Teachers across Oklahoma are expected to walk out of the classroom for a second week to protest declines in state funding for schools and one the lowest salaries for teachers in the United States. A walkout last week prompted the state Senate to consider raising gambling taxes and institute taxes on certain internet purchases to raise an additional $40 million annually.
Oklahoma Education Association Executive Director David Duvall doesn't think that money will be enough to prevent teachers from walking out again.
"Our members know their needs, and they're going to tell us when it's enough," Duvall said. "I anticipate that we'll be back up here on Monday."
In 210 Oklahoma schools, located in 91 of the state's 512 school districts, funding is so short that they operate on a four-day schedule.
Laurissa Kovacs is a Oklahoma art teacher at Puterbaugh Middle School in McAlester, who makes $27,732 a year after taxes and insurance. On March 28, Kovacs took to Facebook in support of the strikes by sharing a photo of the chairs in her classroom and claiming that many are so broken she has to bring folding chairs from home.
In her Facebook post, Kovacs wrote:
"Ok here’s my story and why I’m walking out. This is my fourth year teaching in Oklahoma and after taxes and insurance I take home $2,311 a month, $27,732 a year."
"I could make about 20 grand more by moving to Texas or Arkansas, and many teachers are doing just that. Oklahoma is losing qualified teachers every day. These kids deserve the opportunity of a great education but we cannot give them that if all our teachers are emergency certified or completely over worked."
"I teach six classes each day. As of today this is how many students I have in art class:
2nd Hour- 30 students
3rd Hour- 27 students
4th Hour- 32 students
5th Hour- 19 students
6th Hour- 23 students
7th Hour- 30 students"
"This is way too many students for one class. Especially art class. I’ve had to cut back on the fun, ambitious, and exciting projects literally because there isn’t enough room on the table for 32 kids. I literally do not have enough chairs for 32 students. This photo is something every one of my students is familiar with."
"This chair, or cheek-pincher, is what my students have to sit on. Most of the chairs in my room look like this. Once they get to this point it’s only a matter of time before the bottom goes completely out. Today a student actually carried his chair with him to sharpen his pencil because he got in early enough to get a good chair. I’ve gotten a few new students and had to throw a bottom-less chair away so tomorrow I’m having to bring in a couple of folding chairs I have here at home. That’s why I’m walking out."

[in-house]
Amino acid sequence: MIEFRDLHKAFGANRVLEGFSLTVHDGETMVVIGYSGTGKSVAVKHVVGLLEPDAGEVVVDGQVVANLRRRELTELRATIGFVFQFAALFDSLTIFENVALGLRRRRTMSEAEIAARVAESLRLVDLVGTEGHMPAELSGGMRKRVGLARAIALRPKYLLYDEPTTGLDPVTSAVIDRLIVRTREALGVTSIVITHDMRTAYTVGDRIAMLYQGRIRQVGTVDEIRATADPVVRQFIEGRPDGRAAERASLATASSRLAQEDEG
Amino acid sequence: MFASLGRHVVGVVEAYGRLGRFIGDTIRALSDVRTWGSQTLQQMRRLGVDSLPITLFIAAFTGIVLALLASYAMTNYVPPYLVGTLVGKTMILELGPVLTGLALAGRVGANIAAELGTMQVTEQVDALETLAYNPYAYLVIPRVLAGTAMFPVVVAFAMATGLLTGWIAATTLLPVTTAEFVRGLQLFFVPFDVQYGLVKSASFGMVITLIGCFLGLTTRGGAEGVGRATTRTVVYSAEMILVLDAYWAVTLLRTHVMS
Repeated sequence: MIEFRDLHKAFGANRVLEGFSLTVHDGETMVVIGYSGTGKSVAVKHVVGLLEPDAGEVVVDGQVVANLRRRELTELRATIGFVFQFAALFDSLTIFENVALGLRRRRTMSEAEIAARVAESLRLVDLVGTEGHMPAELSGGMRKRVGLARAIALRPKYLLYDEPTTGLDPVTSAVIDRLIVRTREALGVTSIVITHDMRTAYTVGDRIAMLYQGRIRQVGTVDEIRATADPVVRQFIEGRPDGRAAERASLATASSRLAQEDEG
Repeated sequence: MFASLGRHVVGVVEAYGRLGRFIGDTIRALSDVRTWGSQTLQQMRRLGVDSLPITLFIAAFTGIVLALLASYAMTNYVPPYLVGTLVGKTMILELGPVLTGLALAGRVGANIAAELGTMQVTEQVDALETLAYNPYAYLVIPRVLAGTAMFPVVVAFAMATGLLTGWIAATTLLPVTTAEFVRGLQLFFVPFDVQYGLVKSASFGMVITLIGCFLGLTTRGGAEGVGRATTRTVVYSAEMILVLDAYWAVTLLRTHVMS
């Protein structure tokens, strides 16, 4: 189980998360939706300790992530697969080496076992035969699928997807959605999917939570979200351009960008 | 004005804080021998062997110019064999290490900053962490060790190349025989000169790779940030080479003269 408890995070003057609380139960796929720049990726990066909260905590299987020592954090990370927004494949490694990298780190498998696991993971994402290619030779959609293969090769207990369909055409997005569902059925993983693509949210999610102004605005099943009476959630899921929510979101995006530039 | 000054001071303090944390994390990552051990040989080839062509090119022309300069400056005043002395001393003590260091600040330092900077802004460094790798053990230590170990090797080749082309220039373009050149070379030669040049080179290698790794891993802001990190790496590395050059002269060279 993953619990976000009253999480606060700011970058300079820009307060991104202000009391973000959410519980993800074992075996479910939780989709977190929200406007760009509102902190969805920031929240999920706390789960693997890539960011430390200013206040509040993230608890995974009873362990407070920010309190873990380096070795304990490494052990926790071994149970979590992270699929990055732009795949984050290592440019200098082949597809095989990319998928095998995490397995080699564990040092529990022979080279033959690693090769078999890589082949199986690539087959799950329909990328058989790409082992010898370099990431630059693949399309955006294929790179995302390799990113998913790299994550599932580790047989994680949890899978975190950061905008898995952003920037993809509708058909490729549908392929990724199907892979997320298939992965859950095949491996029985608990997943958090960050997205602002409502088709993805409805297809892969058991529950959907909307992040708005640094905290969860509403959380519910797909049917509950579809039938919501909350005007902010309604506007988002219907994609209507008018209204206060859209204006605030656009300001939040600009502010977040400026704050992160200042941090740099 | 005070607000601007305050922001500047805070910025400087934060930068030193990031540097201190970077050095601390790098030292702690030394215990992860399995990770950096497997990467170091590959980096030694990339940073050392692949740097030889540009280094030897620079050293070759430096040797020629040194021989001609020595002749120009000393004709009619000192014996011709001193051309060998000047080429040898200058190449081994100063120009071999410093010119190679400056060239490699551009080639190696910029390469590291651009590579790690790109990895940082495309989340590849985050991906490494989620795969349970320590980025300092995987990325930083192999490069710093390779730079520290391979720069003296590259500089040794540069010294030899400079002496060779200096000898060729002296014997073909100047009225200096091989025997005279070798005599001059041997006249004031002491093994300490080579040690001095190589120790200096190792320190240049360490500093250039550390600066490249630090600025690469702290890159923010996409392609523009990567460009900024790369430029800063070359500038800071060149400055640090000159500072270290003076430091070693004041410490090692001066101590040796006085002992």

"These kids deserve so much better than this.
They deserve teachers who are qualified to teach.
They deserve classes that are small enough that the teachers can actually spend some time with each student.
They deserve CHAIRS.
They deserve a quality education just as much as kids in surrounding states.
This is about so much more than a raise. It’s about the future of Oklahoma. That’s why I’m walking out."
"And this bill that just passed is no where near enough to make an actual difference. I’m still ready to walk out and stand my ground."
The bill that Kovacs is referring to is a $6,100 pay raise for teachers passed before the strikes in an attempt to stop the walkout. The state's biggest teachers union is demanding a rise of $10,000 over the next three years for teachers, and $5,000 for other staff, which would still put average annual wages in Oklahoma below the national average.
"This package doesn't overcome shortfall caused by four-day weeks, overcrowded classrooms that deprive kids of the one-on-one attention they need. It's not enough," Oklahoma Education Association preisent Alicia Priest said at the time. "We must continue to push for more annual funding for our schools to reduce class size and restore more of the 28% of funds they cut from education over the last decade."
When her post started going viral, Kovacs added an Amazon registry link where people could purchase supplies such as markers, pencil sharpeners and chairs, of course.
And now, the teacher says she's received over $44,000 worth of donations, including six refurbished laptops.
Kovacs told CNN:
"The past five days has been totally surreal and I don't think the full effect will hit me until I'm back in my classroom with my students. I think they will be amused to see me cry when I'm explaining everything."
Kovacs plans on sharing the 600 packages to help out her colleagues:
"My plans are to share, share, share! I'm not the only one in my district who needs things, so I'll be sharing it all."
What do you think of the walkout?